Evergrey - In Search Of Truth

Year of Release: 2001
Label: InsideOut Music America
Catalog Number: IOMACD 2025
Format: CD
Total Time: 46:22:00

Evergrey (© Evergrey)Though I had seen Evergrey live at Progpower USA this past February, and had, of course, read LarryD's reviews, what I hear here on In Search Of Truth, their third release, is not what I expected at all. I am not disappointed mind you, far from it. What I was expecting was something much darker musically, Tom S Englund's vocals harsher. Here, too, I am far from disappointed. He does have a very engaging, comfortable voice. It fits perfectly with the music, neither taking away from nor being overshadowed by the instrumentation that surrounds him. Evergrey remind me a lot of Vanden Plas. In trying to pinpoint exactly why, I realize it is in the use of keys (Sven Karlsson), especially on "Mark Of The Triangle." Karlsson duets with Englund on the two mainly low-key tracks, "State Of Paralysis" and "Different Worlds" (though this does have the rest of the band come in for a powerful conclusion). Evergrey are a very dynamic band. The juxtaposition of the light keys of Karlsson and the heavy guitars of Englund, Henrik Danhage and Michael Häkansson (bass) gives the band a sense of depth - a three dimensional feel, that also can be attributed to the production by Andy La Rocque and Englund. Add into this mix the big drum sound from Patrick Carlsson. The band are quite tight, a point proven by the precise pauses during "Misled." The contrast between "State Of Paralysis," which is a reflective track that moves as much as it stays still (effectively evoking that state of paralysis) and "The Encounter" is dramatic. Lyrics of the one are carried through to the other, and but for the briefest of breaks, could be one track. Carlsson uses the "double bass effect" sparingly and to good effect.

Evergrey are a dark band -- their name alone should tell you this. Their brand of metal is melodic and memorable. Here the concept follows the story of a man who is either on the edge of complete insanity, is on the verge of being driven there, or truly on to some conspiracy. Despite the gloomy topic, I am thoroughly enjoying listening to this CD. In fact, it has just ended for the third or fourth time today, as I write this, and darn if I don't want to fire it up again. It's that good. There are moments of great beauty -- vocals here, guitar leads there, etc. -- and, moments of tension ("Different Worlds," where you expect that at any moment that everything will explode). There is an edginess to the music, and, in some ways, a cinematic quality. Not so much feature length, but vignettes -- videos, essentially. There is a visual element that underlies the music, not that having visuals are necessary to dramatize the story, but that a visual component wouldn't be out of place. The images would be cast in shadow, made abstract by shadings of dark and light -- much as the album cover artwork is and the illustrations in the booklet -- photographs that are impressionistic, glimpses (hmm...the early episodes of X-Files come to mind).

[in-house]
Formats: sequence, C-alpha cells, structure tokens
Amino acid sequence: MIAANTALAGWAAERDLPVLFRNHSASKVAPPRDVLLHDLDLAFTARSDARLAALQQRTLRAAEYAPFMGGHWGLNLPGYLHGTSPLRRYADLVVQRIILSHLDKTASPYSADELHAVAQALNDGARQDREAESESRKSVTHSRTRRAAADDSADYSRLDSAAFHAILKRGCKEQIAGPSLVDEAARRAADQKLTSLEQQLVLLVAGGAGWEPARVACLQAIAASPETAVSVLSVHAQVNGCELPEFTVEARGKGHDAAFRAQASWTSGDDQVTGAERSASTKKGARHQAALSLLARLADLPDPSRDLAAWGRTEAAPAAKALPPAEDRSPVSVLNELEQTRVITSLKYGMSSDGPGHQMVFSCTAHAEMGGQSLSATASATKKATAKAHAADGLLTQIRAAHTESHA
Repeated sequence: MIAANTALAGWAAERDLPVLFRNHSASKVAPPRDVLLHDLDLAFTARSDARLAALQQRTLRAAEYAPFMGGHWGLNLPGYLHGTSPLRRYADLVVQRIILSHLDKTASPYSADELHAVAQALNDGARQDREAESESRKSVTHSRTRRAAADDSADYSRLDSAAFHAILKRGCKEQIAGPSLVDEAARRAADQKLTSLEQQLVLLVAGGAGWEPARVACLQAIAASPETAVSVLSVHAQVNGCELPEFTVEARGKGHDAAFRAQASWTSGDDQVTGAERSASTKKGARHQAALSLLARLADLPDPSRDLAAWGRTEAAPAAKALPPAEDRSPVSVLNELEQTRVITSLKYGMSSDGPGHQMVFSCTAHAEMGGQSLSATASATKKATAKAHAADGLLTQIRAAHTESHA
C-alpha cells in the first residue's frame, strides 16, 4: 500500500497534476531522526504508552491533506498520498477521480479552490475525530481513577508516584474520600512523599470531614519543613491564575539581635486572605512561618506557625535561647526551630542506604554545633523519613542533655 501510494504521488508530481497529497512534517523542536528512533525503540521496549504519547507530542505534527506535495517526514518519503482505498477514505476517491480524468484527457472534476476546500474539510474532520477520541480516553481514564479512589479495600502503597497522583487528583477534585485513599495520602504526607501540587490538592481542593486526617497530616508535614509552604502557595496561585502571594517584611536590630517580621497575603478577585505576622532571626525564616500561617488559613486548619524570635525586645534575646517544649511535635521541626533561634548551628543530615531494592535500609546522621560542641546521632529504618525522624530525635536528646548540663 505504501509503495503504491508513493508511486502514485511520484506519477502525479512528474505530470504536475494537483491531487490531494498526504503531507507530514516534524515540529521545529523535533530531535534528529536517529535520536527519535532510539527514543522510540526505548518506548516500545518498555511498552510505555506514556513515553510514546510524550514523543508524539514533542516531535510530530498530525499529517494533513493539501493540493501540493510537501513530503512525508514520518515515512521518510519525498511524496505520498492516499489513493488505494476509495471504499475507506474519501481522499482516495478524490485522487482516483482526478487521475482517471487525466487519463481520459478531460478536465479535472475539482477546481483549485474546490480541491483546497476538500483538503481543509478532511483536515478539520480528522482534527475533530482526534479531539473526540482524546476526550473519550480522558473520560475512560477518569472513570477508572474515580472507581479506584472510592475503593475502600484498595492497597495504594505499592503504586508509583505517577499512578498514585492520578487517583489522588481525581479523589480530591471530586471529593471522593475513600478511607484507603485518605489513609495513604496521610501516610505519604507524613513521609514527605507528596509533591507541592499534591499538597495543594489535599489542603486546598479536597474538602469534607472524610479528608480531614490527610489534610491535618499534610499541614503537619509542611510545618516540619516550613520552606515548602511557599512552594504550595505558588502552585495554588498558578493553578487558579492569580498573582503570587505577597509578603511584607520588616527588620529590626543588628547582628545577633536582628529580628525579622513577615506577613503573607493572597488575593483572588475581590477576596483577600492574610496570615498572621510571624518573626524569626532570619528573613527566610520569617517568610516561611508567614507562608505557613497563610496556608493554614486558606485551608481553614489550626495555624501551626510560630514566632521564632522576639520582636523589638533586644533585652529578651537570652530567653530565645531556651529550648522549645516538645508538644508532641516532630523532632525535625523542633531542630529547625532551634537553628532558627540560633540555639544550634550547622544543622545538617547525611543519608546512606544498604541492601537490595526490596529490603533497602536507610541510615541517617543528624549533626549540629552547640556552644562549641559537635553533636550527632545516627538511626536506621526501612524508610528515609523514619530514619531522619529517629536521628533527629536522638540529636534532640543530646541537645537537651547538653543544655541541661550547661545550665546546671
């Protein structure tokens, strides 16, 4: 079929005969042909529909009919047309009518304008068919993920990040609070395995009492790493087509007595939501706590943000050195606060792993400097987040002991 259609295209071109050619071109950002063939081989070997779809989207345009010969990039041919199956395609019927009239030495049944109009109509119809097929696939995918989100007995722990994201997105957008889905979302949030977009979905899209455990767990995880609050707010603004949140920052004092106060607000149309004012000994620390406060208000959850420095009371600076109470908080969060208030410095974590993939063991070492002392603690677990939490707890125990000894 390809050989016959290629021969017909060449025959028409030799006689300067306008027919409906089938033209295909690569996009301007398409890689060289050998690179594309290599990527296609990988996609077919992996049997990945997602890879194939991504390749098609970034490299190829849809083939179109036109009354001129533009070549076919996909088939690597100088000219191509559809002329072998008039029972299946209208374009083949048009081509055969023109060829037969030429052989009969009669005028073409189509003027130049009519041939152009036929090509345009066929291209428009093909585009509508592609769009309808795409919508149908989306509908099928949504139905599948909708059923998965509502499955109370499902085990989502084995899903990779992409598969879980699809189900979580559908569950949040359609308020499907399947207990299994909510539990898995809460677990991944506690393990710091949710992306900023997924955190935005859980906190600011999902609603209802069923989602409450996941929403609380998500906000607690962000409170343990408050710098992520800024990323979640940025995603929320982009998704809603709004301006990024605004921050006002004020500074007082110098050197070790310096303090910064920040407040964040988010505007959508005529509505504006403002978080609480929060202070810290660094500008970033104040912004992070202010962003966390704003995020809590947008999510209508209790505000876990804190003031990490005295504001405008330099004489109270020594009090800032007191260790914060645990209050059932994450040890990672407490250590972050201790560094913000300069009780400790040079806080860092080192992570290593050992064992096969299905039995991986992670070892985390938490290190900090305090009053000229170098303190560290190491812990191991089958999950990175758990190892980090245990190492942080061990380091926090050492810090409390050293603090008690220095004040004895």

Without compromising integrity or true metal grit, In Search Of Truth is an accessible album. I don't necessarily mean "radio friendly" in the derogatory way it is meant, but that's exactly it. By those same stations that gave airplay to Soundgarden and other metal bands (that, by dint of which state they were based, were lumped into the grunge category), this would have found a home. Radio (that is, US radio) has changed so much, that it may not be the case today. Shame, as this is so much more interesting than some of the so-called metal that does get the airplay -- without naming names.

Most of this review was written prior to their appearance at Progpower USA 2.0, and I can tell you that they brought the house down. They were billed as co-headliners, and if Kamelot, who followed them, were any less of a band, Evergrey would certainly have stolen the show -- well, Saturday's show, at least. My cohorts Larry and Keith have also already reviewed this title, and I join them in telling you that this is one of the essential releases of 2001. It is at the top of my list for the year, that much is certain. At various times over the past several weeks, bits and pieces of this album come back to me, playing over and over again in my head, mainly "The Masterplan." If I gave out ratings, it'd be a 10 of 10, without question.[And later we did and still do and as you can see, I wasn't lying... full marks at 5/5]

Evergrey at Progpower USA 2.0, November 2001 (© Stephanie Sollow)
Evergrey at Progpower USA 2.0, November 2001
(Photo: Stephanie Sollow)

The Masterplan (4:46) / Rulers Of The Mind (5:57) / Watching The Skies (6:16) / State Of Paralysis (2:13) / The Encounter (4:38) / Mark Of The Triangle (6:22) / Dark Waters (6:02) / Different Worlds (5:29) / Misled (5:59)

Tom Englund - vocals, guitar
Henrik Danhage - guitars
Michael Hakansson - bass
Patrick Carlsson - drums
Sven Karlsson - keyboards

The Dark Discovery (1998)
Solitude*Dominance*Tragedy (1999)
In Search Of Truth (2001)
Recreation Day (2003)
Inner Circle (2004)
The Dark Discovery - Special Edition (2004)
Solitude*Dominance*Tragedy - Special Edition (2004)
A Night To Remember - Live 2004 (2005)
Monday Morning Apocalypse (2006)
Torn (2008)
Glorious Collision (2011)
Hymns For The Broken (2014)
The Storm Within (2016)

A Night To Remember - Live 2004 (DVD) (2005)

Genre: Progressive-Power Metal

Origin SE

Added: December 7th 2001
Reviewer: Stephanie Sollow
Artist website: www.evergrey.net
Hits: 1425
Language: english


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